The body is a key element: it contains the moving components in contact with the fluid and has to withstand the pressure existing in the piping system.
The body can be manufactured by cast or forge in a variety of shapes, designs and material grades.
In the oil and gas industry, the most common material for cast bodies is ASTM A 216 and ASTM A 105 for forged bodies (high-temperature service). For low-temperature service, ASTM A352 LCB/LCB and ASTM A350 LF2/LF3 are used, respectively, for cast and forged bodies.
As the temperature, the pressure or the corrosion increase, stainless steel bodies become necessary: ASTM A351 CF8 (SS304) and CF8M (SS316) for cast devices, and the various ASTM A182 Fxx (F304, F316, F321, F347) for forged types.
For specific applications, special material grades with even stronger corrosion resistance are used, such as super austenitic stainless steels (SMO 254), duplex and super duplex steels (F44, F51, F53, F55), and nickel alloys (Inconel, Incoloy, Hastelloy).
For marine applications, non-ferrous materials or alloys the elective choice, like Monel, Cupronickel, Aluminum-bronze alloys and other alloys combining Nickel, Copper, Aluminium. Cast iron bodies, which are the cheapest types, are used for water distribution (low-pressure applications).
Valves can be connected to other mechanical devices and pipes in different ways. The main end types are flanged and buttweld (for devices above 2 inches) and socket weld or threaded/screwed (NPT or BSP) for small diameter devices. The butterfly has more articulated end types, like lug, wafer, and double flanged ends.
In this case, the device has two flanged ends that can be connected with a pipe by using a mating (companion) flange.
A flanged connection requires a proper stud bolt and nut, as indicated by the ASME B16.5 specification, and a suitable gasket.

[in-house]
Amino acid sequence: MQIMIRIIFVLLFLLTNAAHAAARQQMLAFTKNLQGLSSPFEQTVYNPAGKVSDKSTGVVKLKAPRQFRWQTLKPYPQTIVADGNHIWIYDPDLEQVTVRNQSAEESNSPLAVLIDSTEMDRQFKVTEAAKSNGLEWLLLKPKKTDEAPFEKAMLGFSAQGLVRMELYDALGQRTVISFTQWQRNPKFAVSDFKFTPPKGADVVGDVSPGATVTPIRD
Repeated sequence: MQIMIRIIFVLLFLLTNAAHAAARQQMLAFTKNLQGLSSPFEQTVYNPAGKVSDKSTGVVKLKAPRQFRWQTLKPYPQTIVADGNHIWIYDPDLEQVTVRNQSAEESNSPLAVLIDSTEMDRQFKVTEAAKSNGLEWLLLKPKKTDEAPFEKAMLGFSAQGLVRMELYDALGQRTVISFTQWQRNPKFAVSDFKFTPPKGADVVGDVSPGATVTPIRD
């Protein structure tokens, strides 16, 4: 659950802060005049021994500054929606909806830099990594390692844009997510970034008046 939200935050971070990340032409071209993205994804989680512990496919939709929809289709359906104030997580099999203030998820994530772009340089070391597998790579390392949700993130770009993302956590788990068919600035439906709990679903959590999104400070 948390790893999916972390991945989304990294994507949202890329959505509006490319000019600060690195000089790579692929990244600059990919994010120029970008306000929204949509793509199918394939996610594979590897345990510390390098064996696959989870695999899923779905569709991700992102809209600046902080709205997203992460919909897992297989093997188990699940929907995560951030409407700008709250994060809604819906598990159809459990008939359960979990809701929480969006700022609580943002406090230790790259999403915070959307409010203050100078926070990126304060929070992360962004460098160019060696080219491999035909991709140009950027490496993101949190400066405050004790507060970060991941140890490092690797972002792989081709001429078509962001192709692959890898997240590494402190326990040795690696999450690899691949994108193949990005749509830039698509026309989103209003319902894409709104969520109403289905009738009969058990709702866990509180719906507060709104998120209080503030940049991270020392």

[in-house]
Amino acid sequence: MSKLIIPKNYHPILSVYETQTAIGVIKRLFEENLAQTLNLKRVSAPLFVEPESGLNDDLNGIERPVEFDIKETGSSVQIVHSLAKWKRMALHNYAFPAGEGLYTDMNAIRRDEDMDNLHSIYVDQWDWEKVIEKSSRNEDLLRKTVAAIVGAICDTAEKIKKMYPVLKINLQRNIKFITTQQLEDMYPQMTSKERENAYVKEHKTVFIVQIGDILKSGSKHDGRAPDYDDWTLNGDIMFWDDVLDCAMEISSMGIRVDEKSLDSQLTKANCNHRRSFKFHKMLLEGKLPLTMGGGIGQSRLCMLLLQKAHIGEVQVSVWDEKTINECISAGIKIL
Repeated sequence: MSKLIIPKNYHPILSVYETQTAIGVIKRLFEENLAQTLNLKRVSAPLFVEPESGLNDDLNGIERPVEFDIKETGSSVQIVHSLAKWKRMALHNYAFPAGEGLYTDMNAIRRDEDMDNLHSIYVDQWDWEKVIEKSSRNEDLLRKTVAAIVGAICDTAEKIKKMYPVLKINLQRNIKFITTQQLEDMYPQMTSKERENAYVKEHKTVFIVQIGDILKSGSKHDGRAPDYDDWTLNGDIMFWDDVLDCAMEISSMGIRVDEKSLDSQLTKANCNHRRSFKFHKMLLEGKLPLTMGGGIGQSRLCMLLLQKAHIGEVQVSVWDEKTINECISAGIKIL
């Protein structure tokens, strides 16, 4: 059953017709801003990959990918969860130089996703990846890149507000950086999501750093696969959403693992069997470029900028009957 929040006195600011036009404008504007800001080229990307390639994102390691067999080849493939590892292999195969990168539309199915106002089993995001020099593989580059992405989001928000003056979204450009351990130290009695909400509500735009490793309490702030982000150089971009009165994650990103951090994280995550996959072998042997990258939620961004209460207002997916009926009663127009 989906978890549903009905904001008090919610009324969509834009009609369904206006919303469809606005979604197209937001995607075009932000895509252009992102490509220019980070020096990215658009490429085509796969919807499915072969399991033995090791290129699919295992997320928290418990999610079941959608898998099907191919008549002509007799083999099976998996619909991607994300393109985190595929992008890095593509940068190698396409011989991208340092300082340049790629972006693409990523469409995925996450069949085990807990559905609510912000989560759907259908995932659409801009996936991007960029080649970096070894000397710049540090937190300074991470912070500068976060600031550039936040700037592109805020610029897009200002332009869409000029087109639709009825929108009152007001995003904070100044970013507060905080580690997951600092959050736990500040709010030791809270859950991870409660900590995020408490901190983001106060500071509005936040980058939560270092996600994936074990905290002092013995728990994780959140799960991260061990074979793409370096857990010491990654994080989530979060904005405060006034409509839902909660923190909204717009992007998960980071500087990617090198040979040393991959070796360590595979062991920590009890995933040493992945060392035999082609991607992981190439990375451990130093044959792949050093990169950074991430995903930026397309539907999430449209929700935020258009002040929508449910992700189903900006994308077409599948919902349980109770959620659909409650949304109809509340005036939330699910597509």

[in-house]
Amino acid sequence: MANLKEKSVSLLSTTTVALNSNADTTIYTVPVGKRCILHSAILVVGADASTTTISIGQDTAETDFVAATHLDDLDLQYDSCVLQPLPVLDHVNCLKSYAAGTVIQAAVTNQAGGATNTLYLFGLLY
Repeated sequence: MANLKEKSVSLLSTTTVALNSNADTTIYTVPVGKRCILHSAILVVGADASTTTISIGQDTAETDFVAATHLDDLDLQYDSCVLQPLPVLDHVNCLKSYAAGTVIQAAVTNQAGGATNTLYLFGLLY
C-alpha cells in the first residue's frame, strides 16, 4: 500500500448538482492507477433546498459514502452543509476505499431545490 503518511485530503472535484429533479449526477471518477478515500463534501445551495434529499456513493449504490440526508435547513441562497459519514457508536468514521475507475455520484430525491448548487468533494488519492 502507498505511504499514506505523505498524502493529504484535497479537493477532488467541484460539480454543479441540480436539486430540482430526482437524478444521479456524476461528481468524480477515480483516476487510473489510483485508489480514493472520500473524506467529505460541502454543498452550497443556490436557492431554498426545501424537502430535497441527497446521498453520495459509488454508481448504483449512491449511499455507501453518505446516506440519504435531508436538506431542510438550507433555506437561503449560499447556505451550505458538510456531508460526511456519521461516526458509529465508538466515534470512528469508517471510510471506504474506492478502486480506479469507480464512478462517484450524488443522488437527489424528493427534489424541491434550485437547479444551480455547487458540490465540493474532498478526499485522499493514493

Flanged connections are common for larger diameter valves, and they ensure long-lasting, and strong, joints.
The flange face may be raised, flat, ring joint, tongue and groove and male & female (the most common finish is the RF type, i.e. raised face), and be finished in any of the available variants (stock, serrated or smooth).
Socket weld (left) vs butt weld end type (right)
Valves with socket weld ASME B16.11 or buttweld ends ASME B16.25 are welded with the connecting pipe.
Welded connections are more expensive to execute than flanged joints, as they require more work, but are more reliable and less prone to leakages in the long run.
Socket weld and buttweld ends are used for high-pressure pipelines (socket weld for smaller sizes, below 2 inches, and buttweld for larger diameters).
Butwel connections require full welding of the beveled ends of the two parts to be joined, whereas socket weld connections are made by fillet welds.
In this case, the device is connected to the pipe by a thread (tapered thread), which may be BSP or NPT (more common in the petrochemical industry).
This type of connection is used for low-pressure pipelines with bore size below 2 inches, not subject to mechanical forces as vibration and elongation.
Threaded connections are quicker to execute and cheaper, as the pipe is simply screwed onto the valve, without the need for flanges, stud bolts or welding operations.
In case of leakage, however, threaded connections need to be changed and can’t be repaired (which is instead possible for the two previous types of pipe to end connections).
Bonnets are other important components for the gate and globe type. By dismantling the bonnet, the maintenance staff has access to the internal mechanisms and can replace components like the seat, the stem, etc (trim).